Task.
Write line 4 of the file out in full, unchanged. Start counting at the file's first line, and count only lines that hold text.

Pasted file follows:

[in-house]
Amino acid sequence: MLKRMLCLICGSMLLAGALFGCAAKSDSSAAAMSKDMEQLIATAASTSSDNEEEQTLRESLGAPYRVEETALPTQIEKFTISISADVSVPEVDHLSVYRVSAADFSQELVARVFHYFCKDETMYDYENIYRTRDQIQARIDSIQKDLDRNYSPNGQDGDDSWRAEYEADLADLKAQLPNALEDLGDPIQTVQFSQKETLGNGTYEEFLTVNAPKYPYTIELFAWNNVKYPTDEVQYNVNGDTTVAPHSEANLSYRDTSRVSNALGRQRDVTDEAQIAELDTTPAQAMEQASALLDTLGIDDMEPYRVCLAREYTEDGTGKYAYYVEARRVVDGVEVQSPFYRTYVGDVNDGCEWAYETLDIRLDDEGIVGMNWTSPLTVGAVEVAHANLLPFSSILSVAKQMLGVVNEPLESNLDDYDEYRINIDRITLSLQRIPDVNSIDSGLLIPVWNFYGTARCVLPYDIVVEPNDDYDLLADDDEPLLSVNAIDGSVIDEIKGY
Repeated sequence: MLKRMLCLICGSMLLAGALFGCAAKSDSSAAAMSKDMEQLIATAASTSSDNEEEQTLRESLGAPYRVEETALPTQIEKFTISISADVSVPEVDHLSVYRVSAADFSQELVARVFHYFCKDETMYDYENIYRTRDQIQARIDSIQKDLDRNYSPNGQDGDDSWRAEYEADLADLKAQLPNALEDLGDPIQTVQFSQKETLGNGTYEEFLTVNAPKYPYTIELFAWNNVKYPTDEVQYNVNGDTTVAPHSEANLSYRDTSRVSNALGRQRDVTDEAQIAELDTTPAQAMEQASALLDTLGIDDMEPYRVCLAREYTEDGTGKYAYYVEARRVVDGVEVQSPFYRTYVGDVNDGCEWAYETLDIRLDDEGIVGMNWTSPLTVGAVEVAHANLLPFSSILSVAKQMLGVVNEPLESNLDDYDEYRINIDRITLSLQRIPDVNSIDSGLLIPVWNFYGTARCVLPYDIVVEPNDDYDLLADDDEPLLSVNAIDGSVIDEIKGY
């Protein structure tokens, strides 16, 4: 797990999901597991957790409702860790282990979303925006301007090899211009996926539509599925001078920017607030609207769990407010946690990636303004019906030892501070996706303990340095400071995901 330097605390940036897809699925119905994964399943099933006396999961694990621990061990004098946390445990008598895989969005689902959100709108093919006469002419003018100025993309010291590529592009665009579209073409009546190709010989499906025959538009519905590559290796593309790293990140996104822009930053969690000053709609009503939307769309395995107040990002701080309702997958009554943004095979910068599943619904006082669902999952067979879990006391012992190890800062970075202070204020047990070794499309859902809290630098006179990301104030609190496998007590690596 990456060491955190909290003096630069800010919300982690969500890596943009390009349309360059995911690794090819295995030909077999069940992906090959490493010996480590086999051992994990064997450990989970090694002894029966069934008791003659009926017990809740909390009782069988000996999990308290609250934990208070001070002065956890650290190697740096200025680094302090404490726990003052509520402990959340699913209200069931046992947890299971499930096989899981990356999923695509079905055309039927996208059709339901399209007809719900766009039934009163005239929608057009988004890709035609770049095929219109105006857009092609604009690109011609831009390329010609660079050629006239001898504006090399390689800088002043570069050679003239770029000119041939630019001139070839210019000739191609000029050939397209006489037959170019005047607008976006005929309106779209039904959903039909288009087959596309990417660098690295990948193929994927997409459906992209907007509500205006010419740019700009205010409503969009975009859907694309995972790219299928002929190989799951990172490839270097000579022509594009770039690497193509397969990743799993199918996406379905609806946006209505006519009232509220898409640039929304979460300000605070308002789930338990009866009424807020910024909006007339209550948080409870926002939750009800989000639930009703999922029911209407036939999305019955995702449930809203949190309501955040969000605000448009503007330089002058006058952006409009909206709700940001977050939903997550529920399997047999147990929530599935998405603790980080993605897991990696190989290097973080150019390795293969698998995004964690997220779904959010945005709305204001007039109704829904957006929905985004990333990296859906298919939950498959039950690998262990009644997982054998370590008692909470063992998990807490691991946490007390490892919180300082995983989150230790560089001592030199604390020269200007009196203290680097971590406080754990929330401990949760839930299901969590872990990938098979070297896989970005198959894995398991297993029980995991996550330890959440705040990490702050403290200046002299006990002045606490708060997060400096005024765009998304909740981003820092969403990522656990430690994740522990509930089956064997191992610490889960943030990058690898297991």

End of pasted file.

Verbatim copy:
């Protein structure tokens, strides 16, 4: 797990999901597991957790409702860790282990979303925006301007090899211009996926539509599925001078920017607030609207769990407010946690990636303004019906030892501070996706303990340095400071995901 330097605390940036897809699925119905994964399943099933006396999961694990621990061990004098946390445990008598895989969005689902959100709108093919006469002419003018100025993309010291590529592009665009579209073409009546190709010989499906025959538009519905590559290796593309790293990140996104822009930053969690000053709609009503939307769309395995107040990002701080309702997958009554943004095979910068599943619904006082669902999952067979879990006391012992190890800062970075202070204020047990070794499309859902809290630098006179990301104030609190496998007590690596 990456060491955190909290003096630069800010919300982690969500890596943009390009349309360059995911690794090819295995030909077999069940992906090959490493010996480590086999051992994990064997450990989970090694002894029966069934008791003659009926017990809740909390009782069988000996999990308290609250934990208070001070002065956890650290190697740096200025680094302090404490726990003052509520402990959340699913209200069931046992947890299971499930096989899981990356999923695509079905055309039927996208059709339901399209007809719900766009039934009163005239929608057009988004890709035609770049095929219109105006857009092609604009690109011609831009390329010609660079050629006239001898504006090399390689800088002043570069050679003239770029000119041939630019001139070839210019000739191609000029050939397209006489037959170019005047607008976006005929309106779209039904959903039909288009087959596309990417660098690295990948193929994927997409459906992209907007509500205006010419740019700009205010409503969009975009859907694309995972790219299928002929190989799951990172490839270097000579022509594009770039690497193509397969990743799993199918996406379905609806946006209505006519009232509220898409640039929304979460300000605070308002789930338990009866009424807020910024909006007339209550948080409870926002939750009800989000639930009703999922029911209407036939999305019955995702449930809203949190309501955040969000605000448009503007330089002058006058952006409009909206709700940001977050939903997550529920399997047999147990929530599935998405603790980080993605897991990696190989290097973080150019390795293969698998995004964690997220779904959010945005709305204001007039109704829904957006929905985004990333990296859906298919939950498959039950690998262990009644997982054998370590008692909470063992998990807490691991946490007390490892919180300082995983989150230790560089001592030199604390020269200007009196203290680097971590406080754990929330401990949760839930299901969590872990990938098979070297896989970005198959894995398991297993029980995991996550330890959440705040990490702050403290200046002299006990002045606490708060997060400096005024765009998304909740981003820092969403990522656990430690994740522990509930089956064997191992610490889960943030990058690898297991």